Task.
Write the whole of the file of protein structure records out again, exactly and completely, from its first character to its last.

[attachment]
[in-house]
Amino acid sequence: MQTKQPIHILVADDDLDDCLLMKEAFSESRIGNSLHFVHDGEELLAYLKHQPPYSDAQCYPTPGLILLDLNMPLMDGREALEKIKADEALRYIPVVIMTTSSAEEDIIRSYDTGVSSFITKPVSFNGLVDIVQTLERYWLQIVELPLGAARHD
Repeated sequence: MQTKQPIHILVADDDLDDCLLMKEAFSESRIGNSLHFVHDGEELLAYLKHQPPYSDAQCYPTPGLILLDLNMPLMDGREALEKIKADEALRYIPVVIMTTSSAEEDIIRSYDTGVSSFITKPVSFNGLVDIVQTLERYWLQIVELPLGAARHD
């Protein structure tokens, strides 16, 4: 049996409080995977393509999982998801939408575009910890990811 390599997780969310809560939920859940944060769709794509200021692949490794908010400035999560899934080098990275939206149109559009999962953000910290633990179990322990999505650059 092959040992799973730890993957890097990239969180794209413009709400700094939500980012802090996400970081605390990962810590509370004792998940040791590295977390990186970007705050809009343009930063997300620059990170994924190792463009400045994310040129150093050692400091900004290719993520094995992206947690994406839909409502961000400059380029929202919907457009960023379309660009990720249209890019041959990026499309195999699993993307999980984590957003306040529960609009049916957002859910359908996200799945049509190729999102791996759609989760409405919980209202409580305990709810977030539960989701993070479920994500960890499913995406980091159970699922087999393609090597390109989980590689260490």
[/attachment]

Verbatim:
[in-house]
Amino acid sequence: MQTKQPIHILVADDDLDDCLLMKEAFSESRIGNSLHFVHDGEELLAYLKHQPPYSDAQCYPTPGLILLDLNMPLMDGREALEKIKADEALRYIPVVIMTTSSAEEDIIRSYDTGVSSFITKPVSFNGLVDIVQTLERYWLQIVELPLGAARHD
Repeated sequence: MQTKQPIHILVADDDLDDCLLMKEAFSESRIGNSLHFVHDGEELLAYLKHQPPYSDAQCYPTPGLILLDLNMPLMDGREALEKIKADEALRYIPVVIMTTSSAEEDIIRSYDTGVSSFITKPVSFNGLVDIVQTLERYWLQIVELPLGAARHD
């Protein structure tokens, strides 16, 4: 049996409080995977393509999982998801939408575009910890990811 390599997780969310809560939920859940944060769709794509200021692949490794908010400035999560899934080098990275939206149109559009999962953000910290633990179990322990999505650059 092959040992799973730890993957890097990239969180794209413009709400700094939500980012802090996400970081605390990962810590509370004792998940040791590295977390990186970007705050809009343009930063997300620059990170994924190792463009400045994310040129150093050692400091900004290719993520094995992206947690994406839909409502961000400059380029929202919907457009960023379309660009990720249209890019041959990026499309195999699993993307999980984590957003306040529960609009049916957002859910359908996200799945049509190729999102791996759609989760409405919980209202409580305990709810977030539960989701993070479920994500960890499913995406980091159970699922087999393609090597390109989980590689260490």